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The big prize is a capital markets union

European investment banks, if you ask them, are having a rough time. Giant fines for breaking extraterritorial rules, bewildering and overlapping regulation that never quite matches up with international standards, and capital standards that seem calibrated to banks that have already sold their mortgage books. But hang in there. Capital markets union is coming.

In modern times, Europe has always been the poor relation in international capital markets. US investment banks have consistently been better at breaking into European markets than the reverse, since before the deregulation of the Stock Exchange. Of the top five EMEA equity capital markets bookrunners, three are US houses.

The US has always been a bigger fee pool, and a unified market, making the incumbent institutions near-unassailable. A determined entrant with deep pockets and a long time horizon can break into the market, especially if, like Barclays, they can pick up one of Wall Street’s titans on the cheap. But the top five table for US ECM shows no foreigners at all, while the top five for investment grade DCM only features Barclays (at the bottom).

Since the crisis, this disparity has yawned wider, exacerbated by inept regulation and sclerotic policymaking in Europe. While the US government was forcing TARP funds down the banks’ throats, Europe was sleepwalking towards a sovereign crisis the consequences of which are still being felt in growth numbers.

It would be a stretch to argue that the re-regulation of the US financial system has been trouble-free, but compared to Europe it has at least been fast. More certainty earlier on issues like structural reform and derivatives, and less punitive treatment of securitizations. The scope of the US reforms has also been more limited.

European initiatives like the Markets in Financial Instruments Directive, the Alternative Investment Fund Management Directive, Solvency II, Omnibus II, the Central Securities Depositories Regulation and the Market Abuse Regulation are not strictly speaking anything to do with the financial crisis. But all have been co-opted into a wholesale attempt to redraw the rules of European finance, giving the management and workforce of Europe’s investment banks a head-spinning challenge.

Glass half full

But the next round of regulation should find a more receptive audience. Now Europe’s luminaries have almost finished with the crisis tidy-up, and the infrastructure of Banking Union is being levered into place, the next project is Capital Markets Union.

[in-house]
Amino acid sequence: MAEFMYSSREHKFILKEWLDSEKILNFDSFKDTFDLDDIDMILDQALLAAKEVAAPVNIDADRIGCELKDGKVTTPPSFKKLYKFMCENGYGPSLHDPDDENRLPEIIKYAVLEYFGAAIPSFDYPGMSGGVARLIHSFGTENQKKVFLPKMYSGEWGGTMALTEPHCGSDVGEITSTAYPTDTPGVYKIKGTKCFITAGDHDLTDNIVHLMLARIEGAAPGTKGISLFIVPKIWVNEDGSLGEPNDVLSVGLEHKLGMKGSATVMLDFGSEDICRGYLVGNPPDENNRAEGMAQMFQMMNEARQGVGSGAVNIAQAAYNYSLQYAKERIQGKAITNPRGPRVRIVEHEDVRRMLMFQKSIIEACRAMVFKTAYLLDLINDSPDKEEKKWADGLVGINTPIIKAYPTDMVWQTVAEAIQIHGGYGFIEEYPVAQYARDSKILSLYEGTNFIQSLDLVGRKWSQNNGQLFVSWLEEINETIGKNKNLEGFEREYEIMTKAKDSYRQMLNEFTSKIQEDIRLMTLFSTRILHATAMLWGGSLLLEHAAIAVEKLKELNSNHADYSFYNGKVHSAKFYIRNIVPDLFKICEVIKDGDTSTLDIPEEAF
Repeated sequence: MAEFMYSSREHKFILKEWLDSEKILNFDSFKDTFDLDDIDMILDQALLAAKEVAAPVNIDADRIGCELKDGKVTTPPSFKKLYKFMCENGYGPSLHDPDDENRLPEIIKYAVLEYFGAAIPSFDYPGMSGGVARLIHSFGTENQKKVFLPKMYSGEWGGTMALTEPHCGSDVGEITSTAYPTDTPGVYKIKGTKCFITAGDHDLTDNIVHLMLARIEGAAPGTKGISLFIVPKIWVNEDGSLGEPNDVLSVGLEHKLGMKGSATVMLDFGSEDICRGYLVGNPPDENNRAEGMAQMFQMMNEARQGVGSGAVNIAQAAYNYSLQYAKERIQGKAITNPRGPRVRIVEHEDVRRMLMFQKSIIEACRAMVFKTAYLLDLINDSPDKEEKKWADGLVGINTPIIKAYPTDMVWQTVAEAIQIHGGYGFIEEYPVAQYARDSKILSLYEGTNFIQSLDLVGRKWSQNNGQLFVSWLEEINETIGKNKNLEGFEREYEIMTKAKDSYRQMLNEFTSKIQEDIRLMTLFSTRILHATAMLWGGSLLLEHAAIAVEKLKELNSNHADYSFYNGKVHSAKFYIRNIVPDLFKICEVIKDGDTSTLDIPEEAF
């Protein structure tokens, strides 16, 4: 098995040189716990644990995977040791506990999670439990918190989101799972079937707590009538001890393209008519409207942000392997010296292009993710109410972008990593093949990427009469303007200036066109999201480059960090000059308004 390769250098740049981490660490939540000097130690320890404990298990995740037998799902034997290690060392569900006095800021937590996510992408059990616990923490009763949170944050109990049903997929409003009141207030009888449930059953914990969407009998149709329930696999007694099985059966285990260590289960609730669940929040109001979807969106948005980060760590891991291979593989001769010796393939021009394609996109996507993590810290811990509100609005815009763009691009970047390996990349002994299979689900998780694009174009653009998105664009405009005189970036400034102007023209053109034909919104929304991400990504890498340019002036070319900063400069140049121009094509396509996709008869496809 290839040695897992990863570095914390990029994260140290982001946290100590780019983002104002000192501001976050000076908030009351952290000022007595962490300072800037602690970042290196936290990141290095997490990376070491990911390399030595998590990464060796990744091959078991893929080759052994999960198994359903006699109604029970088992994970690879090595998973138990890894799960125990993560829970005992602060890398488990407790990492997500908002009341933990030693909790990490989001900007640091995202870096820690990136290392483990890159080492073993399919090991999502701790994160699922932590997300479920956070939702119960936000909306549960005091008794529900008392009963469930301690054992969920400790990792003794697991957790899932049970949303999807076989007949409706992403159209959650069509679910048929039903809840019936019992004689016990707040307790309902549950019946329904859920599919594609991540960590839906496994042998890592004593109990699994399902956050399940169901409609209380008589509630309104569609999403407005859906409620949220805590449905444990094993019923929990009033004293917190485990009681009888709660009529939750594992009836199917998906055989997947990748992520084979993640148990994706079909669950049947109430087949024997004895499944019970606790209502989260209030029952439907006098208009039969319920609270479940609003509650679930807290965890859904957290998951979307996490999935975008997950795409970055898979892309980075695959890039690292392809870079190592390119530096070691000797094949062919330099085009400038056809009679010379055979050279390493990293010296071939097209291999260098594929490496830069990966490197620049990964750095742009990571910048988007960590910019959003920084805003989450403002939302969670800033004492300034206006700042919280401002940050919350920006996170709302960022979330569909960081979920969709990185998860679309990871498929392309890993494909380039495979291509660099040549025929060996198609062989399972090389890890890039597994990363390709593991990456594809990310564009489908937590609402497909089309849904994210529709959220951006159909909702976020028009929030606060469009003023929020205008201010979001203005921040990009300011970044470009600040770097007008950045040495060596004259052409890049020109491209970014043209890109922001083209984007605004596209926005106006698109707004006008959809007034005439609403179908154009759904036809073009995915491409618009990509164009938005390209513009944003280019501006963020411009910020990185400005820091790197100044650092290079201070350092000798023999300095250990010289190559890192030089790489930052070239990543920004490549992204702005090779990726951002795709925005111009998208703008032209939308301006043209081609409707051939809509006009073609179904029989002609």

Nobody quite knows what it is, but the incoming president of the European Commission, Jean-Claude Juncker, wants it. Michel Barnier, Juncker’s outgoing counterpart, said: “My dream, which can be inherited by my successor, is that we will have a real European capital market.”

The only part which has so far taken concrete form is the European Central Bank’s Target 2 Securities initiative, which will stitch together Europe’s securities settlement system. Talking about post-trade is a turn-off for many front office bankers and traders, but the initiative is an essential prerequisite for a real European capital market to function.

Government bond and repo markets, which, as every emerging markets banker knows, are essential for fostering wider growth in financial markets, remain largely national in Europe, split apart by the different depositories and settlement systems.

Other parts of the prospective capital markets union are more susceptible to scepticism.

Barnier mentioned: “MiFID II, new rules on securitization, other measures in the context of long-term financing and securities markets and certainly more diversification of funding for small and medium-sized enterprises” as part of the plan for capital markets union.

But the prize is huge, if European authorities can make a capital markets union happen. The EU has a GDP almost the same size as that of the US, but generated only 61% of the US investment banking fees in the first nine months of this year. European companies have fewer funding options than their US counterparts; European savers are disenfranchised and discouraged from taking responsibility for their portfolios.

A big part of the disparity is due to the pools of capital which the US market seeks to access. It still had an absolute majority of the world’s pension fund assets ($11.6tr) in 2012. The UK and the Netherlands maintain large funded pension pools, but while France has pension fund assets totalling just 0.3% of GDP, and other European heavy hitters like Germany (6.3%), Italy (5.6%) and Spain (8.4%), there is always going to be a lag.

But Europe’s investment banks should, nonetheless, keep their eyes on the prize. The new European Commission is looking for ideas right now to transform the way European firms raise funds, and there is a short window when it will be receptive to suggestions of what capital markets union should be and how best to achieve it.

The intermediaries of the European capital markets ought to be the experts on both points, as well as the big beneficiaries of the move. Engage with the project, play the long game, and Europe could one day stop being the poor relation.

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